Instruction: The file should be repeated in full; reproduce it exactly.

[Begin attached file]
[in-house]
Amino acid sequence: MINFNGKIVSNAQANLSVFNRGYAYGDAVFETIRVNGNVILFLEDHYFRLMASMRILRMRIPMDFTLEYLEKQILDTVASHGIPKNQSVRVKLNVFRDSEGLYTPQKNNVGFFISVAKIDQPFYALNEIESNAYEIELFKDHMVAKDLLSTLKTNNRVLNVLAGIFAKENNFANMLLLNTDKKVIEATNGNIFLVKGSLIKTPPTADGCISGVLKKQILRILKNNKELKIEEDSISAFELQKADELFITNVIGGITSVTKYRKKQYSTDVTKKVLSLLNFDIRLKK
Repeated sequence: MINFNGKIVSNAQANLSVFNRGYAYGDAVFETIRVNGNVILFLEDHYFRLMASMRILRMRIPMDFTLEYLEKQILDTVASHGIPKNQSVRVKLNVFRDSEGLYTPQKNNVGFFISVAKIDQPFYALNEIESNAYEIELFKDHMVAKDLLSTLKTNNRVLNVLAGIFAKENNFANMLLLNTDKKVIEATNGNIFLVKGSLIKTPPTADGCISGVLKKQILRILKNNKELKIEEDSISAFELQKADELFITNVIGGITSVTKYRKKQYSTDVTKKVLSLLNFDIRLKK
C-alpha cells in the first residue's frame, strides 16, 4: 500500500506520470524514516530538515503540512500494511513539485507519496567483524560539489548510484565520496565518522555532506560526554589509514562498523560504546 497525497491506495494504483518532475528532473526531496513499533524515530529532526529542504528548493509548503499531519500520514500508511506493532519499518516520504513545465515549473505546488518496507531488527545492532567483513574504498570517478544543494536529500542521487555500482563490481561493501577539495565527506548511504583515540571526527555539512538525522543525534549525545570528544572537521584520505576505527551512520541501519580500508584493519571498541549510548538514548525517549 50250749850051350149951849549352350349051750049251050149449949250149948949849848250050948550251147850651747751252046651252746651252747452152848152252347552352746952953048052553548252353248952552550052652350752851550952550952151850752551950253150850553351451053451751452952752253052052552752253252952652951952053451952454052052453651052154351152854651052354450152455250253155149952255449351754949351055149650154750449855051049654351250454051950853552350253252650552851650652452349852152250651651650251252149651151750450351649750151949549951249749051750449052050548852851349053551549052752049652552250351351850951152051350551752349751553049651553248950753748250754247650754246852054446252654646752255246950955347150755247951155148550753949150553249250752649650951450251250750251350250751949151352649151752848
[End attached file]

[in-house]
Amino acid sequence: MINFNGKIVSNAQANLSVFNRGYAYGDAVFETIRVNGNVILFLEDHYFRLMASMRILRMRIPMDFTLEYLEKQILDTVASHGIPKNQSVRVKLNVFRDSEGLYTPQKNNVGFFISVAKIDQPFYALNEIESNAYEIELFKDHMVAKDLLSTLKTNNRVLNVLAGIFAKENNFANMLLLNTDKKVIEATNGNIFLVKGSLIKTPPTADGCISGVLKKQILRILKNNKELKIEEDSISAFELQKADELFITNVIGGITSVTKYRKKQYSTDVTKKVLSLLNFDIRLKK
Repeated sequence: MINFNGKIVSNAQANLSVFNRGYAYGDAVFETIRVNGNVILFLEDHYFRLMASMRILRMRIPMDFTLEYLEKQILDTVASHGIPKNQSVRVKLNVFRDSEGLYTPQKNNVGFFISVAKIDQPFYALNEIESNAYEIELFKDHMVAKDLLSTLKTNNRVLNVLAGIFAKENNFANMLLLNTDKKVIEATNGNIFLVKGSLIKTPPTADGCISGVLKKQILRILKNNKELKIEEDSISAFELQKADELFITNVIGGITSVTKYRKKQYSTDVTKKVLSLLNFDIRLKK
C-alpha cells in the first residue's frame, strides 16, 4: 500500500506520470524514516530538515503540512500494511513539485507519496567483524560539489548510484565520496565518522555532506560526554589509514562498523560504546 497525497491506495494504483518532475528532473526531496513499533524515530529532526529542504528548493509548503499531519500520514500508511506493532519499518516520504513545465515549473505546488518496507531488527545492532567483513574504498570517478544543494536529500542521487555500482563490481561493501577539495565527506548511504583515540571526527555539512538525522543525534549525545570528544572537521584520505576505527551512520541501519580500508584493519571498541549510548538514548525517549 50250749850051350149951849549352350349051750049251050149449949250149948949849848250050948550251147850651747751252046651252746651252747452152848152252347552352746952953048052553548252353248952552550052652350752851550952550952151850752551950253150850553351451053451751452952752253052052552752253252952652951952053451952454052052453651052154351152854651052354450152455250253155149952255449351754949351055149650154750449855051049654351250454051950853552350253252650552851650652452349852152250651651650251252149651151750450351649750151949549951249749051750449052050548852851349053551549052752049652552250351351850951152051350551752349751553049651553248950753748250754247650754246852054446252654646752255246950955347150755247951155148550753949150553249250752649650951450251250750251350250751949151352649151752848